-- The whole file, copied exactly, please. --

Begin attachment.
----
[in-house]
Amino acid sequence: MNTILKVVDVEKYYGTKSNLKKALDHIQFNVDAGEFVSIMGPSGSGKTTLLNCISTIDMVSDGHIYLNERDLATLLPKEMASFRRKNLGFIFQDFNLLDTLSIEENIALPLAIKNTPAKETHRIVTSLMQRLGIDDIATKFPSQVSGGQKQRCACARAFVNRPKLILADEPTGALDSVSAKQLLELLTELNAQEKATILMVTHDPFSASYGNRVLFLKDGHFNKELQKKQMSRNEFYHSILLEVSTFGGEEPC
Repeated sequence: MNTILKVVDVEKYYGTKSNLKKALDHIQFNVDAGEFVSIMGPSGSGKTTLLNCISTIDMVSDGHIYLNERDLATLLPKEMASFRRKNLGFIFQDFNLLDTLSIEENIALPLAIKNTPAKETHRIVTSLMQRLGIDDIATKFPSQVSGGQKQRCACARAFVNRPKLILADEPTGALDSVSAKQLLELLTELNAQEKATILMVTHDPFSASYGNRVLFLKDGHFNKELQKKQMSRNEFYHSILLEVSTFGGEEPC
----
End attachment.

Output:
[in-house]
Amino acid sequence: MNTILKVVDVEKYYGTKSNLKKALDHIQFNVDAGEFVSIMGPSGSGKTTLLNCISTIDMVSDGHIYLNERDLATLLPKEMASFRRKNLGFIFQDFNLLDTLSIEENIALPLAIKNTPAKETHRIVTSLMQRLGIDDIATKFPSQVSGGQKQRCACARAFVNRPKLILADEPTGALDSVSAKQLLELLTELNAQEKATILMVTHDPFSASYGNRVLFLKDGHFNKELQKKQMSRNEFYHSILLEVSTFGGEEPC
Repeated sequence: MNTILKVVDVEKYYGTKSNLKKALDHIQFNVDAGEFVSIMGPSGSGKTTLLNCISTIDMVSDGHIYLNERDLATLLPKEMASFRRKNLGFIFQDFNLLDTLSIEENIALPLAIKNTPAKETHRIVTSLMQRLGIDDIATKFPSQVSGGQKQRCACARAFVNRPKLILADEPTGALDSVSAKQLLELLTELNAQEKATILMVTHDPFSASYGNRVLFLKDGHFNKELQKKQMSRNEFYHSILLEVSTFGGEEPC